Posted: Wednesday, August 3, 2022
Inhibition of the neural cell adhesion molecule CD56 may be a novel therapeutic target to improve clinical outcomes for patients with multiple myeloma, according to Francesca Cottini, MD, of The Ohio State University, Columbus, and colleagues. CD56 overexpression was found to be associated with increased myeloma cellular growth and adhesion as well as reduced prognosis and response to autologous stem cell transplantation (ASCT). The findings of this study were published in the journal Molecular Cancer Research.
“CD56 signaling promotes multiple myeloma growth and adhesion, by activating CREB1 target genes, MCL1 and BCL2. Inhibition of CREB1 alone or in combination with lenalidomide is an unexplored synthetic lethal approach in CD56-expressing patients with multiple myeloma,” stated the study authors.
Multiple myeloma cell lines and bone marrow aspirates were obtained, and CD56-expressing CD138-positive, light-chain–restricted multiple myeloma cells were identified through immunophenotyping. Cellular growth, apoptosis, and gene expression were then identified within these samples. The Kaplan-Meier method was used to identify associations between CD56 levels and the clinical prognosis in patients’ medical records.
Samples with more than 10% of CD56-expressing clonal multiple myeloma cells were associated with reductions in the rates of overall survival, responses to immunomodulatory drugs, ASCT, and lenalidomide maintenance. Additionally, the clone size of CD56-expressing multiple myeloma cells was increased in the majority of cases with disease progression. Patients with high expression of MMSET/NSD2 or the presence of t(4;14) had higher levels of CD56 or bigger CD56 clone size. Cells that overexpressed CD56 also had low levels of the target protein for lenalidomide, CRBN. Inhibition of CREB1/RSK2 within these cells rescued CRBN and led to lenalidomide-induced cellular lethality, according to the study authors. In addition, CD56 altered the ratio of the antiapoptotic genes BCL2/MCl1, which was associated with decreased responsivity to venetoclax.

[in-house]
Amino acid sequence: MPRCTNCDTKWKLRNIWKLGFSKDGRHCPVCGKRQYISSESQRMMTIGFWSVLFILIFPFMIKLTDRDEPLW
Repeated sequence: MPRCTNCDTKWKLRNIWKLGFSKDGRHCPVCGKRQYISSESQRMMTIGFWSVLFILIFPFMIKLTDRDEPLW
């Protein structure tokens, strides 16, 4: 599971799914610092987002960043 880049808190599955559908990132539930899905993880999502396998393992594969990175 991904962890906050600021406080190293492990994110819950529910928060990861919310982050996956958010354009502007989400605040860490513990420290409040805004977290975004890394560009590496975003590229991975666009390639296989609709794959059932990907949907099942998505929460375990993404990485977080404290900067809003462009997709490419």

The authors concluded: “We believe our study paves the way for using the CD56 clone size as a predictive marker of response to lenalidomide and possibly venetoclax therapy.”
Disclosure: For full disclosures of the study authors, visit aacrjournals.org.